With the popularity of Chinese lanterns increasing, especially during times of celebration, such as the upcoming Diwali and Bonfire night celebrations, we consider the danger these lanterns pose to wildlife and field animals, and the damage they can cause.
Although these lanterns are a pretty sight flying across the sky, and seem a wonderful way to celebrate, the potential for harm when they land can be horrific.
With blockbuster family films such as ‘Tangled’ contributing to a rise in their popularity, we are sure that many people who enjoy the sight of lanterns flying through the night sky would be horrified to learn of the terrible injuries and deaths field animals such as horses have experienced as a result.
A number of animal welfare charities and news organisations alike have received terrible reports of internal and external injuries to horses and other livestock caused by wires and flames from these lanterns.
One of these reports was published by Horse & Hound after a young horse suffered burns to his face and body.
Devastated owner Paris Gainsford spoke to the publication after her four-year-old horse Danny suffered burns around his ears and on the side of his face, both stifles and his shoulder. Thankfully Paris’ vet was able to come out within half an hour and Danny was put on antibiotics and painkillers.
As a result of the injuries suffered by Danny, Paris began urging members of the public not to set off these potentially fatal lanterns.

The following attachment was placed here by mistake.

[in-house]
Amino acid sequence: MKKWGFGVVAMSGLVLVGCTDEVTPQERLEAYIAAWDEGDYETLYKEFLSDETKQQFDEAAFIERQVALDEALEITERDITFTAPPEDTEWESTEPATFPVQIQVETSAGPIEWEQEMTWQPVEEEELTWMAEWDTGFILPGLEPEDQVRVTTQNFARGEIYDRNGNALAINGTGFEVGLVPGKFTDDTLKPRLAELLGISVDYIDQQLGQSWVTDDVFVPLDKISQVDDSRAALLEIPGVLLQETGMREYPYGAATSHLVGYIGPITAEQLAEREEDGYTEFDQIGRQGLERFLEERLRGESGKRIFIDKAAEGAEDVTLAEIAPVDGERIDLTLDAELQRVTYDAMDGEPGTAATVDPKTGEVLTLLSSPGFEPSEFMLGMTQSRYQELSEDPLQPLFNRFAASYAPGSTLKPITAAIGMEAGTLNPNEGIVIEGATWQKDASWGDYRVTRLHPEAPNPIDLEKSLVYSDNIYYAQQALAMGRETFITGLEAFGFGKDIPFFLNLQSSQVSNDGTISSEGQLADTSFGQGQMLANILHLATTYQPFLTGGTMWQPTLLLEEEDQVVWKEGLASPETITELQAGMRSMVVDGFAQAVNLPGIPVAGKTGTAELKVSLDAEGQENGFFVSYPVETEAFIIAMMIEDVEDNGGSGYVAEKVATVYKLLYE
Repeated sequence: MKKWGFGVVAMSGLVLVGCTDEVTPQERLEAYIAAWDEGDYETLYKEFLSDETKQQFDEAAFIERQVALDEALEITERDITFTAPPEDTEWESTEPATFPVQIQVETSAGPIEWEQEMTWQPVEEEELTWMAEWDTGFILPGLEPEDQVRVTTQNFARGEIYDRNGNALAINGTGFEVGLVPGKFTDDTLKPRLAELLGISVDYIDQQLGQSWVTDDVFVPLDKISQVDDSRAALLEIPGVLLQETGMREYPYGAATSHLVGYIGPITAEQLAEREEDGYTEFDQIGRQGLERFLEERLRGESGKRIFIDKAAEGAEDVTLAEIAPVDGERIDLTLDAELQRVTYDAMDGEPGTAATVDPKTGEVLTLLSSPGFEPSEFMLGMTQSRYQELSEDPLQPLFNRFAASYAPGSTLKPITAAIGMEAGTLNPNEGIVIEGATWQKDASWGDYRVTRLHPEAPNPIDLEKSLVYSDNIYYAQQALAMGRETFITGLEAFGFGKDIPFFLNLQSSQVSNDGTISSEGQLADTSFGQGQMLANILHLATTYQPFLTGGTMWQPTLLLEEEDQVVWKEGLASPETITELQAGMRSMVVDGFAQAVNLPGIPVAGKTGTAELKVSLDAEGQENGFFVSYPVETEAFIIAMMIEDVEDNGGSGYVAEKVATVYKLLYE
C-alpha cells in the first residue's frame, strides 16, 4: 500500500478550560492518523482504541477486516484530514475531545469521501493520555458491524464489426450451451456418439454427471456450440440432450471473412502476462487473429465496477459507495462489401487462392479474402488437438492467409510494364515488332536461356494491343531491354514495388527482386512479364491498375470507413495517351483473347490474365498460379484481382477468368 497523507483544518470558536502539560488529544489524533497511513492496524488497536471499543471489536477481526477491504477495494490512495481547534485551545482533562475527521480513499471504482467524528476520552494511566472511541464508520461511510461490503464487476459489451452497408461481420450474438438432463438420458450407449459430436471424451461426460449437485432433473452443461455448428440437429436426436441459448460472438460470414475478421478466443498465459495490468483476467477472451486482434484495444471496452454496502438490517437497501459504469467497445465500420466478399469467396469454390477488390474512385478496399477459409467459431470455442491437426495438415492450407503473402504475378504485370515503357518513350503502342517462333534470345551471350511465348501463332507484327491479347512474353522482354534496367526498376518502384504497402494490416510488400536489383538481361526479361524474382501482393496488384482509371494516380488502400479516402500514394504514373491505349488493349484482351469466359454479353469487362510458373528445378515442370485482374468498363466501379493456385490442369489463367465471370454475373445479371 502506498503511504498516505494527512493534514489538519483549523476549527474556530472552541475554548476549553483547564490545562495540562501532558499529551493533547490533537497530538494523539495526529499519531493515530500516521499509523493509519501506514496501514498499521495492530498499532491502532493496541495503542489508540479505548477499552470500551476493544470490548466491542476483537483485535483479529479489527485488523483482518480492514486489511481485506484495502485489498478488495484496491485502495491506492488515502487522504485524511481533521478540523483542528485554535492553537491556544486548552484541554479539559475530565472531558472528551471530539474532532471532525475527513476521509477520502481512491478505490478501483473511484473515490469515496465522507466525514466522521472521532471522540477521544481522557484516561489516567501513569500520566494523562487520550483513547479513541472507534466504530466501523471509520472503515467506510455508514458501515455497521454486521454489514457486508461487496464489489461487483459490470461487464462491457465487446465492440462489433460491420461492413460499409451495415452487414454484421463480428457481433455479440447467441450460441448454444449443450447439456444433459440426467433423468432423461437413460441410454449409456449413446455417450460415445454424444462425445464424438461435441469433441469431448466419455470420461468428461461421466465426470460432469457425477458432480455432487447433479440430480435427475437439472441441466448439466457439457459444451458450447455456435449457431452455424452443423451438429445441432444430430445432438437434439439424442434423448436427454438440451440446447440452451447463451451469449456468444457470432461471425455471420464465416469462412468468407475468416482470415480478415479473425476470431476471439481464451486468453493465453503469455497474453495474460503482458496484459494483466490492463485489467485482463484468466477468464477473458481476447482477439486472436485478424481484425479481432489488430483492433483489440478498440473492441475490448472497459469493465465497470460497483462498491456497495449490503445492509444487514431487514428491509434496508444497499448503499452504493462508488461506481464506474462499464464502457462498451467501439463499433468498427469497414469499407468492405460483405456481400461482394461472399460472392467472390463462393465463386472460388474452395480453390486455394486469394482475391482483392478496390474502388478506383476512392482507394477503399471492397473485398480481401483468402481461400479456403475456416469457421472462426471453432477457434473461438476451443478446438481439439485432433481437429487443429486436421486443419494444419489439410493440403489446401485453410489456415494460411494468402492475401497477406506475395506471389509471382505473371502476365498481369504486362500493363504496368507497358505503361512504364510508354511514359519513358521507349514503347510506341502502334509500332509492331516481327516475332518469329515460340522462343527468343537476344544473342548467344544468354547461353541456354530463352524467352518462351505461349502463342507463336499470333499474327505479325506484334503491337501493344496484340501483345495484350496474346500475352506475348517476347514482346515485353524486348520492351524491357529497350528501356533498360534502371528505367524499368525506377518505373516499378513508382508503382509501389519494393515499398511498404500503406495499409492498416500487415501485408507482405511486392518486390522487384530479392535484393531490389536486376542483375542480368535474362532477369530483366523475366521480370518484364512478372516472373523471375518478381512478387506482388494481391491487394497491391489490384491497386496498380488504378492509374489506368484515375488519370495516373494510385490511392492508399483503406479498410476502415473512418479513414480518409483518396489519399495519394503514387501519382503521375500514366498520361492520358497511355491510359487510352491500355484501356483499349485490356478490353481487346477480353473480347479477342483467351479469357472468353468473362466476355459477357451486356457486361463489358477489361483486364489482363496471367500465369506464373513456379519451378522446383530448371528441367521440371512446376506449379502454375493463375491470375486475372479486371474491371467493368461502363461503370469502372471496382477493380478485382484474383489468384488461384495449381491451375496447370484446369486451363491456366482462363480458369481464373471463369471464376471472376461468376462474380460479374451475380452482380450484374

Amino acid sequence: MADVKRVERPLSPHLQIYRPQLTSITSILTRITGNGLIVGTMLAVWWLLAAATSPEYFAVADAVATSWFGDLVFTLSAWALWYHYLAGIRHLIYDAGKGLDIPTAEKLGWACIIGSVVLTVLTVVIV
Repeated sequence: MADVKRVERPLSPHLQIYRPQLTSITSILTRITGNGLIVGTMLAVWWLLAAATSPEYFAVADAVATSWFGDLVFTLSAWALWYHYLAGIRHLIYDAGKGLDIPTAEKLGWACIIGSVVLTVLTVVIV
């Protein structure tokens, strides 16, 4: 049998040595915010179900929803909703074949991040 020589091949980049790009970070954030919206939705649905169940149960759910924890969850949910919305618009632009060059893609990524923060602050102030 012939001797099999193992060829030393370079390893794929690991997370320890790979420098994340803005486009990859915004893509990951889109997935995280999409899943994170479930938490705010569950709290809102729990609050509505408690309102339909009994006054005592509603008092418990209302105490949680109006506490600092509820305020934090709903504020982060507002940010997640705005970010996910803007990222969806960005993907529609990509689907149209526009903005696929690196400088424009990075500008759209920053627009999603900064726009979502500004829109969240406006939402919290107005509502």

There is no way of controlling where they go or where they land. So before making the decision to release a Chinese lantern, it is worth considering that they carry an open flame and could very well land in a hay barn or a horse’s stable, where they have the potential to cause considerable and devastating damage.
UK fire and rescue services advise people to refrain from using Chinese lanterns as they pose a fire hazard to a number of sites, some of which are the homes of live animals.
The Chief Fire Officers Association released a statement, which said: "The Chief Fire Officers' Association is calling for an urgent review on the use of the floating paper lanterns as they operate in a unregulated and uncontrolled way.
"CFOA does not support the use of these devices and asks members of the public and event organisers to refrain from using them. Whilst these lanterns are undoubtedly a popular and beautiful sight, the potential damage they can cause is significant."